Bach: Concertos for Two Harpsichords Olivier Fortin, Emmanuel Frankenberg, Ensemble Masques
- Johann Sebastian Bach (1685 - 1750): Concerto for 2 Harpsichords in C Minor, BWV 1060:
- 1Concerto for 2 Harpsichords in C Minor, BWV 1060: I. Allegro05:01
- 2Concerto for 2 Harpsichords in C Minor, BWV 1060: II. Largo ovvero adagio04:44
- 3Concerto for 2 Harpsichords in C Minor, BWV 1060: III. Allegro03:38
- Concerto for 2 Harpsichords in C Major, BWV 1061:
- 4Concerto for 2 Harpsichords in C Major, BWV 1061: I: [...]07:21
- 5Concerto for 2 Harpsichords in C Major, BWV 1061: II. Adagio ovvero largo04:21
- 6Concerto for 2 Harpsichords in C Major, BWV 1061: III. Fuga. Vivace06:02
- Concerto for 2 Harpsichords in C Minor, BWV 1062:
- 7Concerto for 2 Harpsichords in C Minor, BWV 1062: I. [...]03:46
- 8Concerto for 2 Harpsichords in C Minor, BWV 1062: II. Andante e piano05:45
- 9Concerto for 2 Harpsichords in C Minor, BWV 1062: III. Allegro assai04:56
- Prelude and Fugue in E-Flat Major, BWV 552:
- 10Prelude and Fugue in E-Flat Major, BWV 552: I. Prelude08:39
- 11Prelude and Fugue in E-Flat Major, BWV 552: II. Fugue05:33
Info zu Bach: Concertos for Two Harpsichords
The practice of composing for two keyboard instruments, very common in the illustrious Bach family, naturally achieved its apotheosis with Johann Sebastian, whose three concertos for two harpsichords are performed here by Olivier Fortin and Emmanuel Frankenberg with the Ensemble Masques. These works, particularly the concertos in C minor, are among the composer’s most admired. They suggest a conception of the concerto specific to Bach: rather than a dialogue between several individual entities, the piece presents a subtle intertwining of melodic lines and blurs the distinction between solo and tutti parts by making them respond to and quote each other, thus illustrating the principle of harmony dear to the composer. Finally, the recording on two harpsichords of the Prelude and Fugue BWV 552, originally composed for organ, is in keeping with the nineteenth-century tradition of transposing Bach’s works with the aim of giving their refined polyphony greater clarity.
Olivier Fortin, harpsichord
Emmanuel Frankenberg, harpsichord
graduated with distinction from the Québec Conservatory in 1995. He continued his training with Dom André Laberge, obtained a Master Degree from University of Montreal under the direction of Réjean Poirier, and received several scholarships for studies in Paris with Pierre Hantai and in Amsterdam with Bob van Asperen. In 1997 he was awarded top prizes at the Montreal Bach Competition and the Bruges Festival. Olivier Fortin is in demand as a soloist and chamber musician, touring and recording throughout Europe, China and South Korea, the United States and Canada with Masques, Capriccio Stravagante and Tafelmusik. He also performs with Skip Sempé and Pierre Hantaï in programs of music for two and three harpsichords. Olivier Fortin is the founder and director of the Ensemble Masques. From 2004-08 he taught harpsichord and chamber music at the Conservatoire de Musique de Québec, and he currently teaches at the Tafelmusik Summer Institute in Toronto.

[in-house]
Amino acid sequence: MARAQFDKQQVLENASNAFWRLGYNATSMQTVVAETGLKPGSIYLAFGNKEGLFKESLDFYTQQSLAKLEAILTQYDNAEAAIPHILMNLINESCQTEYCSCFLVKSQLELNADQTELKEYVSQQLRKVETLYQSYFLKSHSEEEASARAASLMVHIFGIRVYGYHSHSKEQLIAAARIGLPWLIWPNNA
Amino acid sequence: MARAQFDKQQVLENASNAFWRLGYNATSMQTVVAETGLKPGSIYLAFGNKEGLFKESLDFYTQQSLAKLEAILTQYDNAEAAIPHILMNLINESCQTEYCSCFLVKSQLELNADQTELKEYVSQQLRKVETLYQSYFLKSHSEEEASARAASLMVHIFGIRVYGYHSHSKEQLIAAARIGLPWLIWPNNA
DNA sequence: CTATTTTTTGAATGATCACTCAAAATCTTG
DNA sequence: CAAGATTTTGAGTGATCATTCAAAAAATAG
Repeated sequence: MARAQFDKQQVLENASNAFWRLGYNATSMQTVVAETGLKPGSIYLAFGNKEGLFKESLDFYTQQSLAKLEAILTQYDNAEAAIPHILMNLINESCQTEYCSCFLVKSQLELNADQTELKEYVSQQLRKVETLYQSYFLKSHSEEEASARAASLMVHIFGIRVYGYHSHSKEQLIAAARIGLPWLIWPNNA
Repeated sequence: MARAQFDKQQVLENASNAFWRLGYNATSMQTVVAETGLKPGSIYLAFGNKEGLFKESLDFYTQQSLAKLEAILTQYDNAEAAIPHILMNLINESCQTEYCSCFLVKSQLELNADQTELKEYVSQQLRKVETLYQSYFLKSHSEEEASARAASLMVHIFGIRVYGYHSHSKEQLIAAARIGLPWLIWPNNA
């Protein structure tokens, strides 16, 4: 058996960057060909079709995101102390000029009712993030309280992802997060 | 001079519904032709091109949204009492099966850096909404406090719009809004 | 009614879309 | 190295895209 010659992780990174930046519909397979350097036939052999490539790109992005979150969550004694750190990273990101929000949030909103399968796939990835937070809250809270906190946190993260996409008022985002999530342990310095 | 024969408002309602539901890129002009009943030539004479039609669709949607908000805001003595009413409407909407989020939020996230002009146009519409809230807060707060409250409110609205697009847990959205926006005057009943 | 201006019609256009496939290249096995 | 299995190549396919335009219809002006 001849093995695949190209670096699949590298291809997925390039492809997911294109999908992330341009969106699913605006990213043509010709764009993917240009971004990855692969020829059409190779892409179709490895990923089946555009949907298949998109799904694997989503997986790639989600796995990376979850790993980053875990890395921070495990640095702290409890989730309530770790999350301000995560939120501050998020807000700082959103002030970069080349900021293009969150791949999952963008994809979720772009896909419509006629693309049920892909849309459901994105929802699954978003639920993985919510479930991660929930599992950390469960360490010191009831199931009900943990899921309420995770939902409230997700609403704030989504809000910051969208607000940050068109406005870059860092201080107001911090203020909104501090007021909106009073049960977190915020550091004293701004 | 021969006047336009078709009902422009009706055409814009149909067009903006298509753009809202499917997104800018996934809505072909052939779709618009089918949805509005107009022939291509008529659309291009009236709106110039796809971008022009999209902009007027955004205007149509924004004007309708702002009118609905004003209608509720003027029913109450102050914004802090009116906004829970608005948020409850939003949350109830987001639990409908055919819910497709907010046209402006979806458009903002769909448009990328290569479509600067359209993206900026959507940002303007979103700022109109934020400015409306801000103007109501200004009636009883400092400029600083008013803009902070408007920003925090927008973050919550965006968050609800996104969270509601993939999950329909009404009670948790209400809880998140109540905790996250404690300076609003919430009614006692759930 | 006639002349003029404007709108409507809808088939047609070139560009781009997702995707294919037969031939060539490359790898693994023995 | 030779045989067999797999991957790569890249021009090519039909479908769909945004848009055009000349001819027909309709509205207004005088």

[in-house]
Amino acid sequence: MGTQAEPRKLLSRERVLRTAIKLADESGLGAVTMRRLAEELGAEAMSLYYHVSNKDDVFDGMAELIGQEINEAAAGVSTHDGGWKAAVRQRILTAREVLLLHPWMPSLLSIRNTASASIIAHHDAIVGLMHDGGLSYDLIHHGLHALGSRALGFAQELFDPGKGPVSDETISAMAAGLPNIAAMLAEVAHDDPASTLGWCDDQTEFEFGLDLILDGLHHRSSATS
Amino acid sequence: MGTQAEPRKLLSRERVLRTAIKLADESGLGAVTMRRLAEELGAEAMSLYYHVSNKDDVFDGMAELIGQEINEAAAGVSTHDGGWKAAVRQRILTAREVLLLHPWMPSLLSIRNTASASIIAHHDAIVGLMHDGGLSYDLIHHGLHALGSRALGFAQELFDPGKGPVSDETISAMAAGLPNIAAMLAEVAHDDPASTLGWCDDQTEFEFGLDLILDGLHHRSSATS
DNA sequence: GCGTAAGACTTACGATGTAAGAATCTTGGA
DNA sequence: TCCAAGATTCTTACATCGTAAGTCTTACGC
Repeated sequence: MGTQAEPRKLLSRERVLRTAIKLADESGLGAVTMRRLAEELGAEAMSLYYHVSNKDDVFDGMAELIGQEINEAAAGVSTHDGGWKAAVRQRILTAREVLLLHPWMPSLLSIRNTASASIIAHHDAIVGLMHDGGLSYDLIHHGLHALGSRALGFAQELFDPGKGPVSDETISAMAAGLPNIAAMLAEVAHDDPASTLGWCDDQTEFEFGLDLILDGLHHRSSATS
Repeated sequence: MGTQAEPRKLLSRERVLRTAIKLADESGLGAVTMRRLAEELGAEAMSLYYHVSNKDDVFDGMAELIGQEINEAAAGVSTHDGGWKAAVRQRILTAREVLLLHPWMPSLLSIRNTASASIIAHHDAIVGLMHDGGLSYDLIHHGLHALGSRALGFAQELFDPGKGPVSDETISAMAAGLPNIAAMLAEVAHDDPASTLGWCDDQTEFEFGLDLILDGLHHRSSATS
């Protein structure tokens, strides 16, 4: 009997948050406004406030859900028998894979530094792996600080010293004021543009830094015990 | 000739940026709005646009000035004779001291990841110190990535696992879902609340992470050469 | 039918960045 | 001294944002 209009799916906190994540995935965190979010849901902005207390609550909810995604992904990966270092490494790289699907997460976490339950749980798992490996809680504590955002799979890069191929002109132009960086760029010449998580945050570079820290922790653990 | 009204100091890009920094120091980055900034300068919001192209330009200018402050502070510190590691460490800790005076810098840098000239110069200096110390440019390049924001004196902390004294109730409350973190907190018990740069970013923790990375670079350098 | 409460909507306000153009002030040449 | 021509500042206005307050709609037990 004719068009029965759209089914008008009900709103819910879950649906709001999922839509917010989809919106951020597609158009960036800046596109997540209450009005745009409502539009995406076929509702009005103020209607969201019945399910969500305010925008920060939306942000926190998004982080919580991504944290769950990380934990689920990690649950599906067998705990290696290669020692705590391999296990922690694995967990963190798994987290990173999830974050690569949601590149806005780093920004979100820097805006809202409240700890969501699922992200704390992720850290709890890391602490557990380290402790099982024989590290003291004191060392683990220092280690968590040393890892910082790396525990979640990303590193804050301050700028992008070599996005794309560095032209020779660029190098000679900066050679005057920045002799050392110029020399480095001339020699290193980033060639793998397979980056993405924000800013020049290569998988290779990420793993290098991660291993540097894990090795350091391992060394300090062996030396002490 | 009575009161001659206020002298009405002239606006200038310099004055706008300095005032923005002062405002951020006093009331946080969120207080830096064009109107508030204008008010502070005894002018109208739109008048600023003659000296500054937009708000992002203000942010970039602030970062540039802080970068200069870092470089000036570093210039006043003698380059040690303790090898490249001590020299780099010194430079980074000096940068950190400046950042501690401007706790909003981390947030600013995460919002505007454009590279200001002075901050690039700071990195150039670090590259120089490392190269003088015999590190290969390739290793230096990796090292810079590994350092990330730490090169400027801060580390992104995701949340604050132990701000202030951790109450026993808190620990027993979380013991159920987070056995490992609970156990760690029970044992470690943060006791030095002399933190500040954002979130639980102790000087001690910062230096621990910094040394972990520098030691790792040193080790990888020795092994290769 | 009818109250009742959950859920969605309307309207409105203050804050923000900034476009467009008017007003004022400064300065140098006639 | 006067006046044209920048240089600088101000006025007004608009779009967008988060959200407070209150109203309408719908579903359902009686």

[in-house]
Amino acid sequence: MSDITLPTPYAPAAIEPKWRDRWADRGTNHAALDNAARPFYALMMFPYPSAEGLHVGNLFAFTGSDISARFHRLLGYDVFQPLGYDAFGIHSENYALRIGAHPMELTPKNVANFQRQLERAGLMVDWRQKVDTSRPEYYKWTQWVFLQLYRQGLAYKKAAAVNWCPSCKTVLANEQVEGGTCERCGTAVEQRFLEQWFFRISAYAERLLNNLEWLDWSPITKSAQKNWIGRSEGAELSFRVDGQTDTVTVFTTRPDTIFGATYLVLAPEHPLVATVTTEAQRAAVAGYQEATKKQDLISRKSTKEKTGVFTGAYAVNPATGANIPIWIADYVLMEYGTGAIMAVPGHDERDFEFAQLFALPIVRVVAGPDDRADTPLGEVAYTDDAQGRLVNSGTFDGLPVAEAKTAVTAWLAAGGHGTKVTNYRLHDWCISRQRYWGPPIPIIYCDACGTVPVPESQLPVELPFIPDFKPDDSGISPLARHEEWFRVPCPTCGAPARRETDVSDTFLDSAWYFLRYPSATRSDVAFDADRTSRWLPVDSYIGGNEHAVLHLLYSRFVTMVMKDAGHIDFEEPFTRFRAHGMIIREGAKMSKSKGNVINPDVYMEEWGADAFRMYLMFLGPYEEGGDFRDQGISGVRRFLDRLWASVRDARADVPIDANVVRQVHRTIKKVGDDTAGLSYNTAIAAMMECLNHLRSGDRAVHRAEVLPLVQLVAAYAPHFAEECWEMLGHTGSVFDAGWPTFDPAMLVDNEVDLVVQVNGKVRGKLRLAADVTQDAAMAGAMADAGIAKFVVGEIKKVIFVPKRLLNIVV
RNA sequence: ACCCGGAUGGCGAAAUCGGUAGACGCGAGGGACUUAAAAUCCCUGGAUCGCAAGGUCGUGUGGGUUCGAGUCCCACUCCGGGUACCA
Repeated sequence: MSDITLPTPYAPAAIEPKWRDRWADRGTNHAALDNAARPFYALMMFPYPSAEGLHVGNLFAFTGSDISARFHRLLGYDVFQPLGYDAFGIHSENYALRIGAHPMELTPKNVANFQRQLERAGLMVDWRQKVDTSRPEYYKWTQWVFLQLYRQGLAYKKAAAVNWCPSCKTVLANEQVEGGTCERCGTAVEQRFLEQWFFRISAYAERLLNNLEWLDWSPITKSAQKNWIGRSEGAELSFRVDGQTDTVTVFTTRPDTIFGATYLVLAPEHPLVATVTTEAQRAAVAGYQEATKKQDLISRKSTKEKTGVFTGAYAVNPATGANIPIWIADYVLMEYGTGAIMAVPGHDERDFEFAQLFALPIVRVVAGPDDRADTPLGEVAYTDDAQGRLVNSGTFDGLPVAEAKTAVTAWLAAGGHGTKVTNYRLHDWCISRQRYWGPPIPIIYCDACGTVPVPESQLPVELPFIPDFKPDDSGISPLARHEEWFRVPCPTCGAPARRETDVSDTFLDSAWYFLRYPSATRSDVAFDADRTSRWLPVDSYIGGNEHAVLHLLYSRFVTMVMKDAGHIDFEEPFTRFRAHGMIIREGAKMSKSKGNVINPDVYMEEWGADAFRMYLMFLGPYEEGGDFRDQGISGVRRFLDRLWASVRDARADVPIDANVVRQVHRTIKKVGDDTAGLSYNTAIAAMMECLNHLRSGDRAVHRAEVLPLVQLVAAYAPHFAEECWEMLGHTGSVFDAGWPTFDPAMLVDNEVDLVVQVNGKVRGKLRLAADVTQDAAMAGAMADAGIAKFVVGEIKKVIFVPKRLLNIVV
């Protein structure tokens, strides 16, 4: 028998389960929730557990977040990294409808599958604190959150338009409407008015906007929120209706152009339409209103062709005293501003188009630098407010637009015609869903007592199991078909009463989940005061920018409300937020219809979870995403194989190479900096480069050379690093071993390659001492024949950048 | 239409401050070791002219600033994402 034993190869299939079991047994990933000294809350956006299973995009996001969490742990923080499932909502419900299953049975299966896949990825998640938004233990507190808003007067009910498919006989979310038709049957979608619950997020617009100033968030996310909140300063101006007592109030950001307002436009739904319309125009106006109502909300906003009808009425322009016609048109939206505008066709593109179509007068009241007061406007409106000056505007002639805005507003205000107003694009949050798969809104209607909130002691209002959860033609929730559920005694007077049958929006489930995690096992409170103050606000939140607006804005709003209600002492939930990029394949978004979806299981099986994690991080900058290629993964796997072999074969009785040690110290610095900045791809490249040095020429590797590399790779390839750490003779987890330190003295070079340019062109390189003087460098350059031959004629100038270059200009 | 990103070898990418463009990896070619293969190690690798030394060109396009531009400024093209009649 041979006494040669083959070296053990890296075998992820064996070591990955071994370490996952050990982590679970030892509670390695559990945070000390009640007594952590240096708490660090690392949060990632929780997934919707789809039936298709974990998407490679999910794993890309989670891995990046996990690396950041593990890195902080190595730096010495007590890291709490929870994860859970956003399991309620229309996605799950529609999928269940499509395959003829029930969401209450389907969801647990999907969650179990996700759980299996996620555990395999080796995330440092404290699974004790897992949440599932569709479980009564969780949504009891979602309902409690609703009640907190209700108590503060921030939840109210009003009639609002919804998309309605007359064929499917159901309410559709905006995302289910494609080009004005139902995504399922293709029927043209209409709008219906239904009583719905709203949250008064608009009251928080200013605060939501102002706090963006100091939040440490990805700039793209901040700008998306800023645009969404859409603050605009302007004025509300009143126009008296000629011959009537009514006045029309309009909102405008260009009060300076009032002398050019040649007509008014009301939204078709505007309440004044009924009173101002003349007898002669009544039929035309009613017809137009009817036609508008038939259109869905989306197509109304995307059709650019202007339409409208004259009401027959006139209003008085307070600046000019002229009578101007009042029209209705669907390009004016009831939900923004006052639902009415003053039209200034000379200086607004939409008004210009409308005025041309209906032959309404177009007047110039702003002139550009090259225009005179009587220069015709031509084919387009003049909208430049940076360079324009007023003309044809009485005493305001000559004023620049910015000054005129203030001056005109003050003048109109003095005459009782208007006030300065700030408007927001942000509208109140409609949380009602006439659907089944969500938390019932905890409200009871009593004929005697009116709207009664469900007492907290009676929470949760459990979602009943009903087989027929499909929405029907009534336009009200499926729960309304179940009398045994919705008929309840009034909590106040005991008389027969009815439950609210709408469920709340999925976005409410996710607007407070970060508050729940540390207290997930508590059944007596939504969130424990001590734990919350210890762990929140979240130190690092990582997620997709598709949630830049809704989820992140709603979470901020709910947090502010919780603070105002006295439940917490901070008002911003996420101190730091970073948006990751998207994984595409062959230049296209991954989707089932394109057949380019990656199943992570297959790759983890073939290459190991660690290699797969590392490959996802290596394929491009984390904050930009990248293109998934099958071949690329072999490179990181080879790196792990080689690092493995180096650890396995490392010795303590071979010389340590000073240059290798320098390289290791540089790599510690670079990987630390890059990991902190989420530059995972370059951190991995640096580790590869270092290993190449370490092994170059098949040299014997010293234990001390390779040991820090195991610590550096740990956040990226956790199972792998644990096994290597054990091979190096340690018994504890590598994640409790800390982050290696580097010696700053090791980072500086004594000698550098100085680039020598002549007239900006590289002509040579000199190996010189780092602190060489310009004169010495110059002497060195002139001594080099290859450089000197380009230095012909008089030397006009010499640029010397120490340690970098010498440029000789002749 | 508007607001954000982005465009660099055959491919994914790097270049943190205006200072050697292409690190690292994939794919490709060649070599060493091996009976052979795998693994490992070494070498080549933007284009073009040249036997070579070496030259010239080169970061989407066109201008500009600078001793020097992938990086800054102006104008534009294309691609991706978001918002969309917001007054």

is both harpsichord player and natural horn player, based in Amsterdam, the Netherlands. He studied both of his instruments at the conservatories of the Hague and Amsterdam.
Emmanuel works as freelance musician, playing regularly with Collegium 1704, the Goldfinch Ensemble, Capriccio Stravagante, and has performed throughout Europe with groups such as Akademie für Alte Musik Berlin, Concerto Copenhagen, the Orchestra of the 18th Century, the Netherlands Symphony Orchestra, les Musiciens du Prince, Berlin Baroque and others.
In 2015, he won the second prize in the Early Music competition in Val de Loire with the Goldfinch Ensemble, and in May 2016 first prize in the competition of the Internationale Händel Festspiele Göttingen. In 2017 he received the Rabo-Burgermeester de Bruin prize.
Renowned as much for their expressiveness and vitality as for their integrity and precision, Masques is an ensemble which fully embodies the dynamic spirit of the Baroque. The name of the group is inspired by the masques of Elizabethan England — dramatic entertainments that incorporated music, dance and poetry. The six members of Masques each have impressive individual careers, with a collective résumé that encompasses a prestigious roster of international early music ensembles. When they come together, their combined breadth of experience is felt in an uncommon interpretive depth, bound together by an equally uncommon chemistry which continues to mesmerize audiences and critics alike.
A chamber group without conductor, Masques benefits from the creative involvement of each member. Their shared curiosity has lead them, and their audiences, along an ever-evolving path of discovery. From their deep immersion into the fascinating world of 17th century German music, to the unveiling of Telemann’s universalism, humour and humanism, to their interest in the initiatory journey of “The Grand Tour,” Masques’ artistic choices are underpinned by the same appetite for trade, blending, borrowing and mixing that was the very breath of the Baroque era itself. It is a spirit reflected in the diverse nationalities of Masques’ musicians, who hail from Australia, Belgium, Canada, Finland and France — and through their playing, made new.